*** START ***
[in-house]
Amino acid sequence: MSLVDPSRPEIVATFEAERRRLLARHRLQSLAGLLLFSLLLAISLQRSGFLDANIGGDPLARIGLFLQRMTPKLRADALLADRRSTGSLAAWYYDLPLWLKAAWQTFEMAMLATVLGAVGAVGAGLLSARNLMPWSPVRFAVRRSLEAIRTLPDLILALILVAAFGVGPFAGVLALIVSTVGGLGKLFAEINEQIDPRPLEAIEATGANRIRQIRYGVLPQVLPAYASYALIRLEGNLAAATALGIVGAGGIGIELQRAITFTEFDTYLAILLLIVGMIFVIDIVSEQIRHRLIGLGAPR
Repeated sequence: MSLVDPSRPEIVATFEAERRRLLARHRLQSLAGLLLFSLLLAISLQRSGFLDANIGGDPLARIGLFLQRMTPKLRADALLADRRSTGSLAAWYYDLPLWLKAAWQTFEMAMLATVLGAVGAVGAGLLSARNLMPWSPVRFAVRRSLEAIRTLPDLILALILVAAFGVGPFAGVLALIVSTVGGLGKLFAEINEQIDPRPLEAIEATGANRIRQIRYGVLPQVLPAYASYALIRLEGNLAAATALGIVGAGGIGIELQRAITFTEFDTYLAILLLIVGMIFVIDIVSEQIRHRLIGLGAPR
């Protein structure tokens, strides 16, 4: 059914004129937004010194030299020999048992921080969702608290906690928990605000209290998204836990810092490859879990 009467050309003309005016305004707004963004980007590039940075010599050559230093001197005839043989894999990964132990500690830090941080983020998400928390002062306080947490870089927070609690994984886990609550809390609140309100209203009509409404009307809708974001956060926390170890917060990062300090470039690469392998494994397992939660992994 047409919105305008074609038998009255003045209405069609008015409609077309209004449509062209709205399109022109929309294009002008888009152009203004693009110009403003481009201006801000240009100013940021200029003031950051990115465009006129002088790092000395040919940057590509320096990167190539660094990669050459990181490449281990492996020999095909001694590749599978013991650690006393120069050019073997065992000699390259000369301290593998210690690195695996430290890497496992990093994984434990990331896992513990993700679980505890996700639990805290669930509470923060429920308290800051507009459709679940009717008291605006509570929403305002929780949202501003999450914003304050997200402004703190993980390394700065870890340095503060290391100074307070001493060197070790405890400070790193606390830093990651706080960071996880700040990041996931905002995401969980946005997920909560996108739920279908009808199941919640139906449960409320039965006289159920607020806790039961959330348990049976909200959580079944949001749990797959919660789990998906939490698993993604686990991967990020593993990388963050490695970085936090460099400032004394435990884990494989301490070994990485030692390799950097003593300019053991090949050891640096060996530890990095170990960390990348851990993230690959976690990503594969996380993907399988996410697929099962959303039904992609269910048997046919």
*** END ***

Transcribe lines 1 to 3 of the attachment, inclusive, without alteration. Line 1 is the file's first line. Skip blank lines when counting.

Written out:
[in-house]
Amino acid sequence: MSLVDPSRPEIVATFEAERRRLLARHRLQSLAGLLLFSLLLAISLQRSGFLDANIGGDPLARIGLFLQRMTPKLRADALLADRRSTGSLAAWYYDLPLWLKAAWQTFEMAMLATVLGAVGAVGAGLLSARNLMPWSPVRFAVRRSLEAIRTLPDLILALILVAAFGVGPFAGVLALIVSTVGGLGKLFAEINEQIDPRPLEAIEATGANRIRQIRYGVLPQVLPAYASYALIRLEGNLAAATALGIVGAGGIGIELQRAITFTEFDTYLAILLLIVGMIFVIDIVSEQIRHRLIGLGAPR
Repeated sequence: MSLVDPSRPEIVATFEAERRRLLARHRLQSLAGLLLFSLLLAISLQRSGFLDANIGGDPLARIGLFLQRMTPKLRADALLADRRSTGSLAAWYYDLPLWLKAAWQTFEMAMLATVLGAVGAVGAGLLSARNLMPWSPVRFAVRRSLEAIRTLPDLILALILVAAFGVGPFAGVLALIVSTVGGLGKLFAEINEQIDPRPLEAIEATGANRIRQIRYGVLPQVLPAYASYALIRLEGNLAAATALGIVGAGGIGIELQRAITFTEFDTYLAILLLIVGMIFVIDIVSEQIRHRLIGLGAPR